Joanna MacGregor (Collins Classics 11072, coupled with Barber: Piano Sonata and "4 Excursions," out of print)
This is tremendous reading of the First Piano Sonata.
James Nalley (Eroica JDT 3097, coupled with Copland's Piano Sonata)
This is another outstanding recording of the First Sonata. Nalley is a commanding, powerful pianist, and this is also an extremely well-thought-out performance with an amazing amount of detail. Nalley also swings hard in the ragtimey sections of the work. The Copland Sonata is great too. The recorded sound quality of the Eroica disc is excellent too. Recommended.
William Masselos [MHS 522732F (CD), coupled with works by Satie, Brahms, and Schumann; originally RCA LSC-2941 (LP)]
In 1949, William Masselos premiered Ives' First Piano Sonata, and he later made the first recording of it for Columbia. (See review below.) By 1967, Masselos had performed the work many times, and he re-recorded the work in stereo for RCA. In the liner notes to the LP, Masselos talks about the improvisatory nature of this composition, how each performance of the work was always different from the last. That's true of his two recordings. This RCA recording is much more rhapsodic and extrovert than his Columbia disc. For the most part, I prefer the RCA reading--even though Masselos sounds convincing and authoritative in both. (The Musical Heritage Society has reissued all of Masselos' RCA recordings, including Ives' First Sonata, on a two-disc set titled "Tribute to Ives, Satie, Brahms & Schumman.")
Donna Coleman (EtCetera KTC 114) This recording includes:
I like Donna Coleman's performance of the First Sonata very much. It's a dark and mysterious reading, full of foreboding. It doesn't swing as hard as some others; rather, the feeling is more consistent across all of the movements. But the cumulative impact is quite impressive, and the final movement works especially well. The recorded sound is excellent. Recommended.
William Masselos (Columbia / Odyssey Mono 32 16 0059, out of print LP)
This was the work's premiere recording, and there's a rightness to Masselos' reading that's very compelling. It doesn't swing as hard as more recent recordings, but Masselos does an especially good job of catching the hushed, inward, reverential quality in this music. And the closing of the work is a real cosmic vision, very grand. Unfortunately, this one has never made it to compact disc, so you'll have to track down a copy of the LP if you'd like to hear it.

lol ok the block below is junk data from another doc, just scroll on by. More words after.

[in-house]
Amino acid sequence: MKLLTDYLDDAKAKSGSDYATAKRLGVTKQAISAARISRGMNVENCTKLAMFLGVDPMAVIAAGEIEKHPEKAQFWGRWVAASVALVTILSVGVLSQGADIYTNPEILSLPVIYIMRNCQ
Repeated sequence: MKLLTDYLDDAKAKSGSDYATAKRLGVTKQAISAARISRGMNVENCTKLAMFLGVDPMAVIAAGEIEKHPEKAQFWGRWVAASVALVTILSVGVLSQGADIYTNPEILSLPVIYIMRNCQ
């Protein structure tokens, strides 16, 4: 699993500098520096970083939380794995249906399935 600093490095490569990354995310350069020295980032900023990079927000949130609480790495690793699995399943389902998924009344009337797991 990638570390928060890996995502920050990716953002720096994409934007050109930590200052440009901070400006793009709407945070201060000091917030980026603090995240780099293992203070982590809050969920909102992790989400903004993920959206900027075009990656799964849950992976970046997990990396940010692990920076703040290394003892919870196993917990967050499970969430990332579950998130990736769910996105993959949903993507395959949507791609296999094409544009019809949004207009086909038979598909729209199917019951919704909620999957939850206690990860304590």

Philip Mead / "Varied Air, Charles Ives: The Piano Music" [Metier MSV CD92037 (a+b), coupled with Ives' Piano Sonata No. 2, Concord; The Three Page Sonata; studies and other piano works by Ives; available in the U.K.]
Mead gives a compelling performance of the First Sonata that never flags in intensity or focus. However, this reading is a bit "rough around the edges." Mead's playing doesn't have the smoothness or the polish of MacGregor or Nalley. And the ragtime movements don't swing as hard as some others. But I think that this is a very fine performance that works on its own terms. To my ears, Mead manages to capture a wonderful, Ivesian sense of freedom and spontaneity. This performance sounds improvised, rather than studied. Some may find this unfinished quality off-putting. I think it's great. The only downside to this performance is the quality of recorded sound, which is sub-par.
Alan Mandel (Vox Box CD3X 3034, coupled with Ives' Sonata No. 2, "Concord" and other works)
Mandel's traversal of Ives complete piano works, originally released on Desto, was a pioneering effort. His recording of the First Sonata is good, but it is nowhere near the equal of MacGregor's or Nalley's. Also, the recording is marred by poor sound.
NoŽl Lee (Nonesuch H-71169, out of print LP)
This is a good recording of the First Sonata, but it lacks the drama of the best versions.
Other recordings of Ives' Piano Sonata No. 1 include:
Original text copyright © Scott Mortensen 2002-2006